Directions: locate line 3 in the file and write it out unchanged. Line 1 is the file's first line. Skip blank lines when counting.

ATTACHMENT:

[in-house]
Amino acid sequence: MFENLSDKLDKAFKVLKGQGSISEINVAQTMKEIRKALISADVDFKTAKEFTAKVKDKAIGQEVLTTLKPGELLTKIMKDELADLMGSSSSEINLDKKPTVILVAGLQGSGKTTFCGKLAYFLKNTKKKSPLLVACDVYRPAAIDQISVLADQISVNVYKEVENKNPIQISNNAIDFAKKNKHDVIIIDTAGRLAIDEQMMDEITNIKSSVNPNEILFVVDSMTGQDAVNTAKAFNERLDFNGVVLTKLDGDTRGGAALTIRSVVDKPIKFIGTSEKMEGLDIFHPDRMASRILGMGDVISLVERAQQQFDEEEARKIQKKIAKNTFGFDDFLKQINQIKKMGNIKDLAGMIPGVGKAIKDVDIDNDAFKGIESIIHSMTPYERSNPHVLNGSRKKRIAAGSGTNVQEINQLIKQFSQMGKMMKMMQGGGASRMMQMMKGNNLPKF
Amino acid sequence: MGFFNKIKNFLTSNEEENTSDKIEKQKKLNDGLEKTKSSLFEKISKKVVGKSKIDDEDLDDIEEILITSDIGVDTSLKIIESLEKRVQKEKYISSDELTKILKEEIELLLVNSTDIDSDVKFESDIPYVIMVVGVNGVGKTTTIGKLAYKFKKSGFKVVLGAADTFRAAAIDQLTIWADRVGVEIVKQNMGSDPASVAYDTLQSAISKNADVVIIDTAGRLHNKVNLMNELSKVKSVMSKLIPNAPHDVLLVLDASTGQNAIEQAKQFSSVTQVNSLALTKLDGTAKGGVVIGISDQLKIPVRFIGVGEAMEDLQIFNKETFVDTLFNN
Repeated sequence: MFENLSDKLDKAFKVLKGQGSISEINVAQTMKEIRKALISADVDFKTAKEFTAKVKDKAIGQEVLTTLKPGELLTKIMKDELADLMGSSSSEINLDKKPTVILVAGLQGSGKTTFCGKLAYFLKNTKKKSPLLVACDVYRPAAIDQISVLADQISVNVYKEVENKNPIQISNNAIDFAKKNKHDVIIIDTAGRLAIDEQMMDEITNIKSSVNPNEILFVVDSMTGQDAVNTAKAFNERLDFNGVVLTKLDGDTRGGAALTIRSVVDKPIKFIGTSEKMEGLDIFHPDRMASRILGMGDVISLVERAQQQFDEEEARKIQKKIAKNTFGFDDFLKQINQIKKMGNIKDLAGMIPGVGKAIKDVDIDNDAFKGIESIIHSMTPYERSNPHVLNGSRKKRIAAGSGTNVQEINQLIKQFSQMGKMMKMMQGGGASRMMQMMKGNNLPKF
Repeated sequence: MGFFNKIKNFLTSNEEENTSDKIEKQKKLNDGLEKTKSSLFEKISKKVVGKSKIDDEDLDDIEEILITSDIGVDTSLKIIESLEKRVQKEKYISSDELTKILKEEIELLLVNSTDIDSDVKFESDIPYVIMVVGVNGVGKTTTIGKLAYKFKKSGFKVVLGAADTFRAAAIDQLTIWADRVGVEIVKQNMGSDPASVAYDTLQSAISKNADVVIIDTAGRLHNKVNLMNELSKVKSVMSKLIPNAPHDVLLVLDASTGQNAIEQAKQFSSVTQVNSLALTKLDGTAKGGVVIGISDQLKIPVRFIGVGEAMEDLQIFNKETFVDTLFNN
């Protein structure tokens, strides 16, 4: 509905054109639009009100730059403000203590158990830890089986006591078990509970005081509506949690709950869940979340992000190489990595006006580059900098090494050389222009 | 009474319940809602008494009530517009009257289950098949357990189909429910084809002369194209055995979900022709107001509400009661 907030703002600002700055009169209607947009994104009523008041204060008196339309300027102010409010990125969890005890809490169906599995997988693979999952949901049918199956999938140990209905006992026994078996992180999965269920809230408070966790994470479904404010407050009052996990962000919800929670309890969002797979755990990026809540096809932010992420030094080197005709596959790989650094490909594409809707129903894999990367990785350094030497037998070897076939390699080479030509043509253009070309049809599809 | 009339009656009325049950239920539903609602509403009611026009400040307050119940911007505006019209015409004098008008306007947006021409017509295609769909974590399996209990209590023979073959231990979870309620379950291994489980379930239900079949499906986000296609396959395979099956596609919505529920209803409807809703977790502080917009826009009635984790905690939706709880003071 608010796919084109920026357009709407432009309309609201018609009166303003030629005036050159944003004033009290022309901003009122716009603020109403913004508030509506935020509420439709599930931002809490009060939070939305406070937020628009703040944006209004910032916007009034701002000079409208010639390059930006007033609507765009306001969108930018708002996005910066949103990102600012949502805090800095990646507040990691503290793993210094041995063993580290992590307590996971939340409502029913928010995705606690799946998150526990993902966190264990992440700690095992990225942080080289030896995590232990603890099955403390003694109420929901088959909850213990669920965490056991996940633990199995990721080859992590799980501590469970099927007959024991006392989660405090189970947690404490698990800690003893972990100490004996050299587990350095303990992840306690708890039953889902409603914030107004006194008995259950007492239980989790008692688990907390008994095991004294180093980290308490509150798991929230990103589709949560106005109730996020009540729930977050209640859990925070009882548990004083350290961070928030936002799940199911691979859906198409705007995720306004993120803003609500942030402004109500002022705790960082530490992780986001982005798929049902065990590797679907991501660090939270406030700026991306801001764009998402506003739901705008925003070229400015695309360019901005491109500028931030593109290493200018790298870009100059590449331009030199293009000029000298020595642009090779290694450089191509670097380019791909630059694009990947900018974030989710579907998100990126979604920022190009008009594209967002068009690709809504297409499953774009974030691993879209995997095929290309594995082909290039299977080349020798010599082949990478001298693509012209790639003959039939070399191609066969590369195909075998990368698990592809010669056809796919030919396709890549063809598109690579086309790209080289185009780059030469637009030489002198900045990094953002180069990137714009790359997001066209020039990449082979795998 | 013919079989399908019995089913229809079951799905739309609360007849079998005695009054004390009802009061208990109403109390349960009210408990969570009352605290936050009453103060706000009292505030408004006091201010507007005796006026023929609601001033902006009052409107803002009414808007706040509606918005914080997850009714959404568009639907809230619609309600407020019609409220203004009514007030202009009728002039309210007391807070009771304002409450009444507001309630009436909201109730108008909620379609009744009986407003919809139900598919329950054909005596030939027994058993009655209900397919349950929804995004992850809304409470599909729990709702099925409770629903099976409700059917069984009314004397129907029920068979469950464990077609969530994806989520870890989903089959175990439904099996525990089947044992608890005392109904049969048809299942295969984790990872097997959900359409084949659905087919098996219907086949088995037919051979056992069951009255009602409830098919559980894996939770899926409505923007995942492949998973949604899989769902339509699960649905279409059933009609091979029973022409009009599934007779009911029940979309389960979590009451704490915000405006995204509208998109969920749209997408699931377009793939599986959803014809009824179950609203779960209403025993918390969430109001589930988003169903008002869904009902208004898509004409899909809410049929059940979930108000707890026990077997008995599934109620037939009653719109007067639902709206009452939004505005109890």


Amino acid sequence: MGFFNKIKNFLTSNEEENTSDKIEKQKKLNDGLEKTKSSLFEKISKKVVGKSKIDDEDLDDIEEILITSDIGVDTSLKIIESLEKRVQKEKYISSDELTKILKEEIELLLVNSTDIDSDVKFESDIPYVIMVVGVNGVGKTTTIGKLAYKFKKSGFKVVLGAADTFRAAAIDQLTIWADRVGVEIVKQNMGSDPASVAYDTLQSAISKNADVVIIDTAGRLHNKVNLMNELSKVKSVMSKLIPNAPHDVLLVLDASTGQNAIEQAKQFSSVTQVNSLALTKLDGTAKGGVVIGISDQLKIPVRFIGVGEAMEDLQIFNKETFVDTLFNN